ANTIESTABLISHMENTARIAN

Finance, Fuel Prices, Economics, Markets

Why Tiny Greece Matters

Its true that the debt problems of the tiny Greek economy seems all out of proportion to the fears it has struck in the world markets. Friday saw a lot of people trying to downplay it, noting that the economies of Greece and Portugal are only 2% and 1% of EU GDP respectively. Even Jim Puplava was making that argument yesterday. But the shockwaves sent by the Dubai default, which was even smaller, are establishing a pattern here.

The size of the economies involved is not the issue. What lies behind it is the Domino Theory that involves the interconnectedness of a handful of world megabanks that not only hold those loans, but also have issued most of the CDS insurance on those bonds, as well as interest rate swaps such as JPMs over $70 trillion worth of interest rate derivatives.

Governments around the world with the US in the lead, are making the same many of the mistakes made during the Great Depression. To wit, raising taxes on a sinking economy while grossly manipulating markets. Sinking back into recession means declining tax revenues are very likely to push marginal nations such as the PIIGS over the edge and into default. European banks made most of those loans and hold the bonds. US banks insure them, along with interest rates. The raising of taxes almost guarantees that the world economy will slide back into recession (assuming one believes that we ever got out, which most don’t).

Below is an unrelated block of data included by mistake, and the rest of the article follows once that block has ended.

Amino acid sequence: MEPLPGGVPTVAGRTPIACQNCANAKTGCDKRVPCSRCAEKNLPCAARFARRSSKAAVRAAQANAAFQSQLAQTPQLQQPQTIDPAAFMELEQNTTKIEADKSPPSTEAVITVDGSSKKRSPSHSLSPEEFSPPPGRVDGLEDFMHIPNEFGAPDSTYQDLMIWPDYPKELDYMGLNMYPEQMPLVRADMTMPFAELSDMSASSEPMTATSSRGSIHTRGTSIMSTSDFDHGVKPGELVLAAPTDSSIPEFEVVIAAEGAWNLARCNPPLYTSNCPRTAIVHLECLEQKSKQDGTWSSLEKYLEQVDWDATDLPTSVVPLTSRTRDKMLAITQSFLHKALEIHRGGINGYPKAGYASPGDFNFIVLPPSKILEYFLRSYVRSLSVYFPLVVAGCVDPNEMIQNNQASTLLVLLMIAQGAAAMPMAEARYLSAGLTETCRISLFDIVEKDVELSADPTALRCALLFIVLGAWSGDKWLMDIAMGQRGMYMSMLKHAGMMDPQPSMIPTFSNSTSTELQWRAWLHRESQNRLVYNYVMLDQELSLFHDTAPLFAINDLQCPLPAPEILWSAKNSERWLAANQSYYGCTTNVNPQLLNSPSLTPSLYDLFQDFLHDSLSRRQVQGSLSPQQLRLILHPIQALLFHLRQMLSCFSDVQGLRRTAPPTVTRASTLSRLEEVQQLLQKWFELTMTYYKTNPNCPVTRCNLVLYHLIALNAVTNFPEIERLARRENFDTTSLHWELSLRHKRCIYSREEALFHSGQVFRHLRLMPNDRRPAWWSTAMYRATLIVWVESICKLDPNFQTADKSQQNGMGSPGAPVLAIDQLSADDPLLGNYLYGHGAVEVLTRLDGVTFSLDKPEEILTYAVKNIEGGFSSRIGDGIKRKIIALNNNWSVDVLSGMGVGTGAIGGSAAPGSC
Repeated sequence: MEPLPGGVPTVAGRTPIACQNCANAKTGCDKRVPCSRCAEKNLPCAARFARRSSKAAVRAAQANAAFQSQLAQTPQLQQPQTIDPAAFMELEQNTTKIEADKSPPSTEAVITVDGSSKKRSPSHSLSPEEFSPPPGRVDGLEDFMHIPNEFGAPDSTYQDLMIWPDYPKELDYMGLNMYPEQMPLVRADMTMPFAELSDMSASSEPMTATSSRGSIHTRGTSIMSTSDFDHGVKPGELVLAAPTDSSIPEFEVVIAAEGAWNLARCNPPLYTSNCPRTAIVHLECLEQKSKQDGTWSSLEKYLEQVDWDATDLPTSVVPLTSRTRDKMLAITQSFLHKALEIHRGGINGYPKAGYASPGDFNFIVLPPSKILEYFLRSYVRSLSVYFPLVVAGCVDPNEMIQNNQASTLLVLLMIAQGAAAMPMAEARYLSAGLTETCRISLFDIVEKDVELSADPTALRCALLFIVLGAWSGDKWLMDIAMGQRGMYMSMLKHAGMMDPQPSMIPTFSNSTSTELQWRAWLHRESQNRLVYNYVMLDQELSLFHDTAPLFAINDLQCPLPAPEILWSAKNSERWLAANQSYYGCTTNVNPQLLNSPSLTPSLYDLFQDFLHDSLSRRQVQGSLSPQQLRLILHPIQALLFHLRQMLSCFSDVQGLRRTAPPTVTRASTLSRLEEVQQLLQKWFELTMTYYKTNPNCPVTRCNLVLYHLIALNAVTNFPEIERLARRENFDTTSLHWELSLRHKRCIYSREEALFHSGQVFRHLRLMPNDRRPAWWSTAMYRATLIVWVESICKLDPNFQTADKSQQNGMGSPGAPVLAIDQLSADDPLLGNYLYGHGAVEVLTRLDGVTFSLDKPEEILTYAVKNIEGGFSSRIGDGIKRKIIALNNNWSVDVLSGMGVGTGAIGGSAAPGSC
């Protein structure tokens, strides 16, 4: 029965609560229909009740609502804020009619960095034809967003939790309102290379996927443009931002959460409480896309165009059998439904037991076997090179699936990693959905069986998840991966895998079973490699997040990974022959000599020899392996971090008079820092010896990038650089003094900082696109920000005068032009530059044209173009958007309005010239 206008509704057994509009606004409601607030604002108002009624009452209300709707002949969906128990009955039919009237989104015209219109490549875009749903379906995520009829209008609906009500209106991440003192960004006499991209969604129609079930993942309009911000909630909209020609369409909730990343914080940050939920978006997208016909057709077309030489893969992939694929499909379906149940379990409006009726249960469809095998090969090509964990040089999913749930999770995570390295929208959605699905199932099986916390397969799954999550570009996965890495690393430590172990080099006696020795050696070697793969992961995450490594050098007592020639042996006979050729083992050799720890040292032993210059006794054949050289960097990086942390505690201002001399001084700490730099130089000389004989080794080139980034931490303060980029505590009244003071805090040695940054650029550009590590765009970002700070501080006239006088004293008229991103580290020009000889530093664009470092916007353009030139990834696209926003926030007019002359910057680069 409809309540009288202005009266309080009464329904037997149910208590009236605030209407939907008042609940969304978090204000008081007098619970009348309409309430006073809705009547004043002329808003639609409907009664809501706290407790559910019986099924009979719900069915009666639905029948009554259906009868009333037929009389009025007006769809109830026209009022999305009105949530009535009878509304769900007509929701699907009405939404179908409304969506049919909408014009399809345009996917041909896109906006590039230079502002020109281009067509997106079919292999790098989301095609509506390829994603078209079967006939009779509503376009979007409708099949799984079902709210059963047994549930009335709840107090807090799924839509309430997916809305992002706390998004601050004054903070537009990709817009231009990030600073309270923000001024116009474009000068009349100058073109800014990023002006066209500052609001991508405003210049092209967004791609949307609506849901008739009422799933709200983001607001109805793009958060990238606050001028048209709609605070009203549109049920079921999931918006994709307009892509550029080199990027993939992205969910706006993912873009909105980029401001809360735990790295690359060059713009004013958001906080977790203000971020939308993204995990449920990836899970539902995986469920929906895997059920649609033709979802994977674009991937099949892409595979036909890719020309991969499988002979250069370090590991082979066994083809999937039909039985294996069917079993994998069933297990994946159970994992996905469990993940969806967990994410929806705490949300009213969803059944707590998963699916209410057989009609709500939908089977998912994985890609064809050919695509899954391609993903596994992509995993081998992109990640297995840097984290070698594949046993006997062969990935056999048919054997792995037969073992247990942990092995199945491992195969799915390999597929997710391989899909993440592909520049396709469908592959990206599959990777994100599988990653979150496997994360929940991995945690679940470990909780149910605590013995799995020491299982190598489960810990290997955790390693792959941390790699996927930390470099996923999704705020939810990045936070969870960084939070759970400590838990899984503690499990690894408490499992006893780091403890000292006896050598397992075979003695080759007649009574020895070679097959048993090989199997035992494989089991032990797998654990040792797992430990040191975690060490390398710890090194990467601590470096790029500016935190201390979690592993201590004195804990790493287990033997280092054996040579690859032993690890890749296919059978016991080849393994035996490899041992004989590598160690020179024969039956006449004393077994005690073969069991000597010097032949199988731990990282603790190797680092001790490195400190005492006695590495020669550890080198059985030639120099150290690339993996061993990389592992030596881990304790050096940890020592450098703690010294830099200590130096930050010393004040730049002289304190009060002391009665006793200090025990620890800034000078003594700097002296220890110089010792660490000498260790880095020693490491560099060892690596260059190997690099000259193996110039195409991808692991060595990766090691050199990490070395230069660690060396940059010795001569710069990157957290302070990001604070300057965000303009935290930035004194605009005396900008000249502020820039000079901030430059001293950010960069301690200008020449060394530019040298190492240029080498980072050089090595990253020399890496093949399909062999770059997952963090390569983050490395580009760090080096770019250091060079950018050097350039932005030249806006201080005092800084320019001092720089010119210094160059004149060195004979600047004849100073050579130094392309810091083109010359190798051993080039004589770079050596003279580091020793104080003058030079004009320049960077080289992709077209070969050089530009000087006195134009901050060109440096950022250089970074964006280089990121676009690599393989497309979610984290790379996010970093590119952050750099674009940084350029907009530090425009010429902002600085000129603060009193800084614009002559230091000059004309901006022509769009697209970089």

If this isn’t a perfect set up for a domino chain reaction of crisis, I don’t know what is. And add to all this the fact the insolvency not only of the mega banks, but now national governments, has been papered over. Not only has virtually none of the structural problems that caused the present state of affairs been repaired, these problems have been made far worse. This fact has been thoroughly revealed, discussed and ignored over the last two years.

The contagion in southern Europe poses a severe risk of an all-out financial plague breaking out. It threatens not only the Euro but the entire EU itself. Most bets are on the probability that the EU will have no choice but to bail out Greece and Portugal, which will only incite the remaining and larger PIIGS to come a-begging to the ECB. So, where does it stop? Were not talking about bailing out mere banks here but a half dozen nations, which could easily wreck the Euro and lead to an even greater currency crisis as the world’s second largest currency.

So what we have here is tiny Greece being akin to the assassination of Archduke Ferdinand (who?) starting WWI when nobody even knew who the hell he was. The proverbial straw that breaks the camel’s back. And yet world banks and economies are so fragile that the current situation can be likened to a hemophiliac walking through a briar patch desperately try to avoid being scratched and bleeding to death. The probability of not getting scratched while picking blackberries is pretty slim.

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February 6, 2010 - Posted by | Economics

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